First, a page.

These days people talk a lot about "DevOps". Well, in IT they do. But the definition of DevOps seems quite elusive to me. Originally I though about it as just Development and Operations working closer together. As in DEVelopment and OPerationS. Of couse, this is a quite vague definition, as I have noticed. Over time, I have seen many quite different definitions.
The most popular definition I seem to come across is one where people call a tools (or platform?) team a "DevOps" team. This is a team running the Continous Integration (CI)-systems, and providing some common development (and test) infrastructure. Or any other type of development platform service, such as software based infrastructure setup (containers, clouds, …).
I have also seen roles where people call themselves "DevOps Engineers", and they are really writing the product code, building it, testing it, operating it, … So pretty much doing everything you can do. Must be nice for the employer. Well, as long as you enjoy your job..
In some places there is the development team, and then there is a "DevOps" team working on infrastructure setup scripts using tools like Terraform. Which, BTW, is a nice tool like most from Hashicorp. At the same time, the dev team might be running all their code on whatever setup they have available, typically on their laptops using some combinations of Docker and whatnot.
This seems like a large disconnect to me. But on a second thought, maybe it makes sense (to some extent). You have to develop it somewhere, so you need some setup locally. This makes me think, it might be useful to have some model of a DevOps lifecycle, like what points in a project lifecycle do the Dev and Ops benefit most from collaboration, and what kind of collaboration is best suited at different times? Where do the QA and security best fit in?
Overall, it seems there is no single right definition for DevOps. Whatever works for you I guess. Except that many could learn a lot from others and improving, if they realized enough to have an open mindset. And if they supported people in initatives to learn and improve related processes, tools, techniques, … (..)
Regarding such different approaches, and benefits and problems, I find the DevOps Topologies website has some good definitions for both "good" DevOps and anti-DevOps teams. Their definition of anti-DevOps seems to be largely about keeping the Dev and Ops separate but still calling it "DevOps". Because it’s trendy I guess. Somehow this does not surprise me..
The types listed as working better on DevOps Topologies on the other hand seem to be focused on building more overlap between the Dev and Ops. I guess it depends on the type of work and organization that is in question. There is something that seems related in Team Topologies but the website is a bit vague. Maybe I should get the book, but then I have an overly long reading list already. And somehow manage to distract myself from reading.. I used to have more chance for reading when I had some business trips, with less distractions on a plane, hotel, etc. But I digress.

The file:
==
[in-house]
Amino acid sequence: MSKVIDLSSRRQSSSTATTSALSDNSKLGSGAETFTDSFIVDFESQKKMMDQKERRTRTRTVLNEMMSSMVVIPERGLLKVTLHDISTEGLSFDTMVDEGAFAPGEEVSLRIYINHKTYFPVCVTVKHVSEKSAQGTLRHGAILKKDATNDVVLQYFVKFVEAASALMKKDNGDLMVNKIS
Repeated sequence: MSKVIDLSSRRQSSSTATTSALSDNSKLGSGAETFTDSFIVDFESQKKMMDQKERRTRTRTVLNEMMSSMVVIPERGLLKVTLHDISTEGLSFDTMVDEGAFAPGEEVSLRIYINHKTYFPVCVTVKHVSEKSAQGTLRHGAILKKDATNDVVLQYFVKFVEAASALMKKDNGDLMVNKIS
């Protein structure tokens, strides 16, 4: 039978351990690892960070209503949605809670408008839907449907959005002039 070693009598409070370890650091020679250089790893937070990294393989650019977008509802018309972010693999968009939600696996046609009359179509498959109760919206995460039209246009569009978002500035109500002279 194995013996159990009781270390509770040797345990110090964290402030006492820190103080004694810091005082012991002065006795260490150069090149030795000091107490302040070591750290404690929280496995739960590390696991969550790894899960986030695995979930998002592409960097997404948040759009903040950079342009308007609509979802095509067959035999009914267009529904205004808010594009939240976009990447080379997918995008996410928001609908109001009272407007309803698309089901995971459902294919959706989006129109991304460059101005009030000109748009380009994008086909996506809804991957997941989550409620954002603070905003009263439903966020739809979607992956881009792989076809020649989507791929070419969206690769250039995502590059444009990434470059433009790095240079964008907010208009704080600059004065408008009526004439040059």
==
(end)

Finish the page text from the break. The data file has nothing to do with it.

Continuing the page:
I find I got the best idea of what DevOps is from reading the book The Phoenix Project. It is from 2013, so already about 7 years old at the time of this writing, but every description in it seems perfectly fine for today. Much like the 20+ years old Office Space movie, where you could just change monitors to be flatter, and software UI’s a bit flashier. The main part of office politics would not change, much like it seems to stay the same for DevOps related development processes. But I digress again.
The Phoenix Project felt like a long story to get started, but in the end it gave me a great perspective on what the term might originally have been intended to mean. I interpret it as development working closely with operations (and testing+security) to make sure they share the exact same infrastructure (Terraform etc today), as well as QA sharing it.
Overall, I also interpret it to indicate dev not creating their own setups and throwing stuff over the wall to Ops and QA. Rather all working closely together to figure out issues, build extensive monitoring and logging to make all their lives easier, improve everything overall. Make it all work better and more reliable for the customer and for yourself (less need to get up at 4am (for this..)). And so on.
For me the Phoenix Project story delivered the message much better than all the websites and powerpoints with their diagrams and abstract descriptions. I guess I prefer stories that make things concrete with realistic examples. And yet, as I discussed above, there still seem to be many quite different definitions as well. I guess with something becoming popular this happens, and maybe for different systems and organizations a different approach with the same higher level goal works. I am sure there are plenty expensive consultants for all this with better answers than me :).
So to summarize my brief lamentations here, a few points:
- DevOps seems to vary quite a bit across organizations, both in how they do it, and what might be a suitable model for them.
- There seem to be many ways to do DevOps "wrong". Which I guess means just not getting optimal benefit from it.
- I would be interested to understand better how all this relates to the different software engineering lifecycle. Early development, adding new features, maintenance, …
- Stories on how Dev, Ops, QA, Security, and anything else have successfully worked together in different companies and software projects would be great to hear.
That’s all for today.
Leave some comments now. Like what do you think DevOps is? And what did I say all wrong? 🙂